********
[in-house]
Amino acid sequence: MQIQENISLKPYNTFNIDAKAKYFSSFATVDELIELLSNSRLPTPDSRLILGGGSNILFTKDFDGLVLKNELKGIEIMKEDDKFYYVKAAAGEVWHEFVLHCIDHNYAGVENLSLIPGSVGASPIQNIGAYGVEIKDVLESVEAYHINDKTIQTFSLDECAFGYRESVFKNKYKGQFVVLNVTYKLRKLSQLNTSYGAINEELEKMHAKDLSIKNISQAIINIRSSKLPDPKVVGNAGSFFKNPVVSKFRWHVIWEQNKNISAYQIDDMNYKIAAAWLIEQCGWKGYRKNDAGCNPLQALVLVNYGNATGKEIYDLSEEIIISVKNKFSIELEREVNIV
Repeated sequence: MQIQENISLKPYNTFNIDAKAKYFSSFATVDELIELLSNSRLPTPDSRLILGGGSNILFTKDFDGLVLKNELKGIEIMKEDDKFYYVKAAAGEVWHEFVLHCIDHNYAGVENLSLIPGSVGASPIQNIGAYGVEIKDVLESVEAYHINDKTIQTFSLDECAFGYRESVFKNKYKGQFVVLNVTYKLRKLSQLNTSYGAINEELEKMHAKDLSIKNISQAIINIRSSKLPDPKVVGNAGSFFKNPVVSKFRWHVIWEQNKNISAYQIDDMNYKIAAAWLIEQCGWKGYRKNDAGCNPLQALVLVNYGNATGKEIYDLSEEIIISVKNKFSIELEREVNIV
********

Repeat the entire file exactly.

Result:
[in-house]
Amino acid sequence: MQIQENISLKPYNTFNIDAKAKYFSSFATVDELIELLSNSRLPTPDSRLILGGGSNILFTKDFDGLVLKNELKGIEIMKEDDKFYYVKAAAGEVWHEFVLHCIDHNYAGVENLSLIPGSVGASPIQNIGAYGVEIKDVLESVEAYHINDKTIQTFSLDECAFGYRESVFKNKYKGQFVVLNVTYKLRKLSQLNTSYGAINEELEKMHAKDLSIKNISQAIINIRSSKLPDPKVVGNAGSFFKNPVVSKFRWHVIWEQNKNISAYQIDDMNYKIAAAWLIEQCGWKGYRKNDAGCNPLQALVLVNYGNATGKEIYDLSEEIIISVKNKFSIELEREVNIV
Repeated sequence: MQIQENISLKPYNTFNIDAKAKYFSSFATVDELIELLSNSRLPTPDSRLILGGGSNILFTKDFDGLVLKNELKGIEIMKEDDKFYYVKAAAGEVWHEFVLHCIDHNYAGVENLSLIPGSVGASPIQNIGAYGVEIKDVLESVEAYHINDKTIQTFSLDECAFGYRESVFKNKYKGQFVVLNVTYKLRKLSQLNTSYGAINEELEKMHAKDLSIKNISQAIINIRSSKLPDPKVVGNAGSFFKNPVVSKFRWHVIWEQNKNISAYQIDDMNYKIAAAWLIEQCGWKGYRKNDAGCNPLQALVLVNYGNATGKEIYDLSEEIIISVKNKFSIELEREVNIV